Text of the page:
Increasingly autocratic States are pushing nativist narratives through national curricula, where schools face more centralized political controls and where the academic freedom of teachers is under attack. Are the Abidjan Principles robust enough to support the fight back against these tendencies?
Last week the Abidjan Principles, outlining the duties of States and private actors in education were officially launched, marking one the most substantial developments in Education sphere since the 1990 World Conference on Education for All in Jomtien, Thailand, which established a shared global commitment to basic education.
The Abidjan Principles—agreed following a three-year consultation involving communities, parents, children, academic experts and states—set out the human rights obligations of States to provide public education. The Principles outline how States must respect, protect and fulfil the right to education of everyone within their jurisdiction and that free, public education should be of the highest attainable quality.
Alongside each States’ obligations regarding public education, this landmark agreement for global education also provides, for the first time, a rigorous and comprehensive legal framework to address one of the most pressing questions in education today: What is the role of private actors in providing education? Here, the Principles advise that States must prioritize the funding of public education but simultaneously respect the liberty of parents to choose to send their children to private institutions, and of bodies to set up private institutions, subject always to the requirement that they conform to State and human rights standards.
Since 1990, the global education landscape has been shaped by struggles around demographics, financing, governance and pedagogy. Private education provision, which has grown rapidly in the past 30 years, is one of the most significant but highly contested developments. In India and Pakistan, private education accounts for 30 to 40 percent of enrollments; in Haiti, over 80 percent and in Morocco private school enrollments have tripled in the last 15 years. The case of Kenya is staggering: In 1998, there were 385 private schools in Kenya, in 2013 there were 8917, an increase of 2216 percent. Compare this to public primary schools; in 1998 there were 16,971 and in 1998 21,205, an increase of just 25 percent. In many countries, private sector education is typically under-regulated and creates further imbalances and inequalities for already-struggling State provision. This has had important consequences for the right to education.
The Abidjan Principles are a vital step in addressing these challenges but they face three crucial tests if they are to strengthen the right to education in any meaningful way.
We live in a period in which increasingly autocratic States are pushing nativist narratives through national curricula, where schools face more centralized political controls and where the academic freedom of teachers is under attack. Are the Abidjan Principles robust enough to support the fight back against these tendencies and do they adequately uphold the need for State systems to be democratically accountable? The first test involves how the Principles hold States to not only to meet their constitutional obligations to provide quality public education for all their citizens but to offer a State system that is fully inclusive, equitable and of sufficient quality.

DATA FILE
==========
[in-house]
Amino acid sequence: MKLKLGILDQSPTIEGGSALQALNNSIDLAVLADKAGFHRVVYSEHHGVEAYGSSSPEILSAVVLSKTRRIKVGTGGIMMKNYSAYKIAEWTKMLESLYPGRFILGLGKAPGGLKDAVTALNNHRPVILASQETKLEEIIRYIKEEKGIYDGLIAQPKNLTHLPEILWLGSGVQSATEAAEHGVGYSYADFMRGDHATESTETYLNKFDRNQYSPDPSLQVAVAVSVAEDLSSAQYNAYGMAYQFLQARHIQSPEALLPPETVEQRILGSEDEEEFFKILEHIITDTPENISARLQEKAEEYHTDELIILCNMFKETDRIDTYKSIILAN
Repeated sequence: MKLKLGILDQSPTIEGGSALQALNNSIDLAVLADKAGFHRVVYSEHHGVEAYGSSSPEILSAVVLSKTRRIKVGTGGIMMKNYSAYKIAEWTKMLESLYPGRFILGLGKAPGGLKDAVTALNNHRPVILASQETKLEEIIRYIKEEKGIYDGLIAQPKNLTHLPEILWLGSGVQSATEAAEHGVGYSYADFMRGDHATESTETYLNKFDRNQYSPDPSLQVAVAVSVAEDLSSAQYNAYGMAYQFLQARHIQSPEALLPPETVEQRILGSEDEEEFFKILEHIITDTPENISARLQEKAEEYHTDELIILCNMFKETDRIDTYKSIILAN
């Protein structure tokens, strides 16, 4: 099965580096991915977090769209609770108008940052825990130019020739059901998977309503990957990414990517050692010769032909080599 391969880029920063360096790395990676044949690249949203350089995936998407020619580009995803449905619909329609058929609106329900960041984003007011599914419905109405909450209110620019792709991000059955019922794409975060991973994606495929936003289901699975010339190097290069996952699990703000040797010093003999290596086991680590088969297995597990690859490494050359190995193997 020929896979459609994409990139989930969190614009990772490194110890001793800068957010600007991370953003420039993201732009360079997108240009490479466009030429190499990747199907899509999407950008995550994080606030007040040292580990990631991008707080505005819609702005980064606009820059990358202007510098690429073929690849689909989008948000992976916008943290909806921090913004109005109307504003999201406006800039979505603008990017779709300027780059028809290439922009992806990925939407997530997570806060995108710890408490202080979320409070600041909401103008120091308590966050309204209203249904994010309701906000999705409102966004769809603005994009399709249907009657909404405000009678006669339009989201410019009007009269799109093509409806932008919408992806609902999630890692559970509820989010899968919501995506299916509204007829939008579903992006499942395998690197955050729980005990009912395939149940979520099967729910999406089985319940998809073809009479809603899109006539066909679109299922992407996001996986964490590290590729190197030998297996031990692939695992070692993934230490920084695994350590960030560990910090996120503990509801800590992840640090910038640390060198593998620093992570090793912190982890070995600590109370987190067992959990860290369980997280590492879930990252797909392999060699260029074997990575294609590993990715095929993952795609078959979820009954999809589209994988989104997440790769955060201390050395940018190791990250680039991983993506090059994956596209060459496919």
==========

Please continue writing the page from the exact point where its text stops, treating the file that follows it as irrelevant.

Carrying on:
The second test is whether private interests can contribute positively to strengthening public interests. Private actors in education, almost without exception state that their motivation is to help address national education challenges, particularly in relation to access and quality. The Abidjan Principles recognize that States may need help to extend education provision speedily and adequately, precisely to uphold the right to education. The Principles are clear that States must regulate to ensure private provision in these instances cannot be to the detriment of the State system, that private provision, which utilizes public money, should be transitional and time bound.
The last test for the Abidjan Principles recalls Samuel Moyn’s assertion that human rights are not enough to remedy social and economic inequality. Strategic litigation in education demonstrates that even when legal cases testing the right to education are won, States often lack the will or the resources to implement the rulings. This presents deep challenges for human rights activists and champions, as it does for social movements: the Principles will need political will if they are to become a reality. It is a challenge that is only sure to deepen as the struggle for a just distribution of resources both financial and ecological emerge as the central struggles of our era.
The Abidjan Principles already represent a remarkable achievement in terms of the rigour of the content and the inclusiveness of the process and may be the tool that communities and civil society need to get the right to education implemented and address that challenge. If the Principles manage to pass these three tests, they could become a historical landmark in the advancement of economic, social and cultural rights.
Hugh McLean is Director of the Education Support Program at Open Society Foundations.